By Sue-Ella Prodonovich, Principal, Prodonovich Advisory
That means, you could well be told in 2018 that your prices are too high. It also means that getting your pricing right will be one of the keys to building a successful practice over the next 12 months. So, if you’re feeling powerless and confused about what to do, try following these 6 rules.
1. Understand the emotional side of buyingWhile professionals may deal in the analytical and rational, it’s always worth remembering that buyers are seldom analytical and never rational. Why else would people fork out hundreds of thousands of dollars for a different badge on a handbag or a motorcar? It’s because they see these as denoting higher status than other goods.
The same principles apply to professional services as they do to retail. People, including the hard nosed management teams of serious corporates, will pay a premium for services that they perceive as premium. Similarly, if they see something as run-of-the mill, they’ll expect to get it for the best price they can.
To make sure you fall on the right side of the equation, you need to understand the emotional side of buying. If you want help doing that, there are a lot of good books that can point you in the right direction.
You also need to understand what will make a client pay top dollar. And, whether that’s through specialising in a niche, providing a personalised service, or innovating, one thing is certain: clients always pay more for professionals who understand them.
If you’re being told your prices are too high, perhaps you’re simply not getting this right.
2. Don’t dive straight into fixed feesIn the current climate a lot of professional services think that all they need to do is move to fixed fees and the pricing problem will take care of itself. Anyone who has read any of my blogs in the past knows that I have very strong views on this. While fixed fees may be part of the solution, they’re not the solution every time.
Fixed fees tend to work brilliantly when the scope of work is known and its commoditised - for instance, a conveyance or a simple contract for a lawyer, or a basic end of year tax return for an accountant. In my view, fixed fees don’t work at all where the scope of work is unknowable and the work you’re doing is bespoke and highly skilled.
And, for most types of work, they’ll fall somewhere in between - effective sometimes and not others.
3. Start with the clientIn my experience, a lot of professional services firms get their pricing the wrong way around. What I mean by that is that they have no pricing strategy, so instead the starting point for what they’ll charge will be their remuneration policy.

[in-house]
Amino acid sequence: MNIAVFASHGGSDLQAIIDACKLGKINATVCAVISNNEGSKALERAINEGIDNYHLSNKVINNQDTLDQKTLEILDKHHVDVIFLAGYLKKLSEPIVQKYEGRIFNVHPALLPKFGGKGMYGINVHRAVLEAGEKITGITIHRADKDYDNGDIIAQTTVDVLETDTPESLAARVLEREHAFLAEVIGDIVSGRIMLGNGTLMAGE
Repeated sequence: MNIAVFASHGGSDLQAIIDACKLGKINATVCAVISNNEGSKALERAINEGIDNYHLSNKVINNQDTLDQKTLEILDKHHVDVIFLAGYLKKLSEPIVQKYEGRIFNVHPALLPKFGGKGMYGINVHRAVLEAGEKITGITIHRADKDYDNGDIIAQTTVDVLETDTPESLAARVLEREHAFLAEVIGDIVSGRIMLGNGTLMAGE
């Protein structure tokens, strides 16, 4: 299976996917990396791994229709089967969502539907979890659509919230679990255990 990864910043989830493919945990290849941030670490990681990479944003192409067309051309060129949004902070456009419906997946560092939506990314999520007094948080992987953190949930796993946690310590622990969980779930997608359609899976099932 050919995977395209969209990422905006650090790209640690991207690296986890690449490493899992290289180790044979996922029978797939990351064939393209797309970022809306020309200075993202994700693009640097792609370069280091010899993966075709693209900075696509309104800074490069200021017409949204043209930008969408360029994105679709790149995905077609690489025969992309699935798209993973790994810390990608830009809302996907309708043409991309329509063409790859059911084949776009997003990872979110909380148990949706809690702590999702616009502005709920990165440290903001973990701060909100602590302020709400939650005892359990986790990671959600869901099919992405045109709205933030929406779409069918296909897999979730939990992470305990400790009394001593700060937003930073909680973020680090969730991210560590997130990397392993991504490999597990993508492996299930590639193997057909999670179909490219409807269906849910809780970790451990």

If they pay a staff member $100,000 a year, they’ll use this figure to calculate how much they should charge to pay their employee, cover their overheads and take a bit of profit. That sounds logical, but doing it in isolation can lead to a raft of pricing problems, the effect of which can lead to a short change for both your practice and your client.
A better place to start is with the client. Figure out how you can bring them value, by delivering what they want and making their experience with you pain free. Once you’ve put some thought into that, you can then work backwards, figuring out how to utilise technology and your fee earners to deliver it in the best possible way.
By putting things in this order, you may uncover more profit than you could ever dream about rather than using salary as your starting point.
4. Work out where your value liesGood law firm pricing always comes by knowing the value you bring. In other words, what is your client really paying you for?
To work this out, you’ll need to engage in a bit of good old fashioned soul searching and problem solving. So what is it that your client wants from you? And what could they just as easily get anywhere else and at a cheaper price?
When you look at things this way, chances are you could take something off the table to bring your prices down without compromising your profitability.
For instance, are you spending too much time of admin? Could you push some of this back onto the client? Could you deconstruct the service you offer, breaking it up into many parts so that you retain the high value stuff and outsource the other parts somewhere else?
If you do have this option, I’d suggest you try taking it because it’s likely to lead you into building a network of referrers who pass you work in return - that is the stuff you really want to be doing. And that will help protect your fees and your profits, while still keeping your clients happy.
A new tool that can help law firms with pricing dilemmas or decisions is Price High or Low. Designed by Joel Barolsky for professional service firms, this is a very clever and timely application.
5. Look for the real motivation of clients
Chances are they simply may not have the budget. Perhaps there’s been a restructure. Perhaps they have a new CFO who’s stepped in and is slashing costs. Otherwise, perhaps they’re really just not the client for you because they’re simply not prepared to pay for the value you provide.
6. Talk about pricing with your clients
After all, in my experience clients price shop a lot less than most people think.
So if someone does say you’re too expensive, maybe they’re really trying to tell you something else…